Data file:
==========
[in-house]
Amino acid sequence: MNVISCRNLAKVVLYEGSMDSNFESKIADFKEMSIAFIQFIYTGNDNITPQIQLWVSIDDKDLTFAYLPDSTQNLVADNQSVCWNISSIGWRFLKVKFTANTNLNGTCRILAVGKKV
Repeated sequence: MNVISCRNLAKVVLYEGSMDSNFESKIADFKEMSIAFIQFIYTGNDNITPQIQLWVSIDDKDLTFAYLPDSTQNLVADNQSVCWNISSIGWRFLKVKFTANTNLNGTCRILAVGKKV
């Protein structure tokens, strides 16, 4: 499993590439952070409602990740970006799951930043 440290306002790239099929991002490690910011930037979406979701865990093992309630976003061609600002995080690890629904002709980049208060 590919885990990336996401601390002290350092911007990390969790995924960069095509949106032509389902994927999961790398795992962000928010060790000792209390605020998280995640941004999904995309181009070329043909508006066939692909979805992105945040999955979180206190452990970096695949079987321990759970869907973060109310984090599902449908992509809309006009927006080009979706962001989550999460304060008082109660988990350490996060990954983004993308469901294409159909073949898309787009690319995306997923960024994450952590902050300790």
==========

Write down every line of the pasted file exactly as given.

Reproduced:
[in-house]
Amino acid sequence: MNVISCRNLAKVVLYEGSMDSNFESKIADFKEMSIAFIQFIYTGNDNITPQIQLWVSIDDKDLTFAYLPDSTQNLVADNQSVCWNISSIGWRFLKVKFTANTNLNGTCRILAVGKKV
Repeated sequence: MNVISCRNLAKVVLYEGSMDSNFESKIADFKEMSIAFIQFIYTGNDNITPQIQLWVSIDDKDLTFAYLPDSTQNLVADNQSVCWNISSIGWRFLKVKFTANTNLNGTCRILAVGKKV
């Protein structure tokens, strides 16, 4: 499993590439952070409602990740970006799951930043 440290306002790239099929991002490690910011930037979406979701865990093992309630976003061609600002995080690890629904002709980049208060 590919885990990336996401601390002290350092911007990390969790995924960069095509949106032509389902994927999961790398795992962000928010060790000792209390605020998280995640941004999904995309181009070329043909508006066939692909979805992105945040999955979180206190452990970096695949079987321990759970869907973060109310984090599902449908992509809309006009927006080009979706962001989550999460304060008082109660988990350490996060990954983004993308469901294409159909073949898309787009690319995306997923960024994450952590902050300790």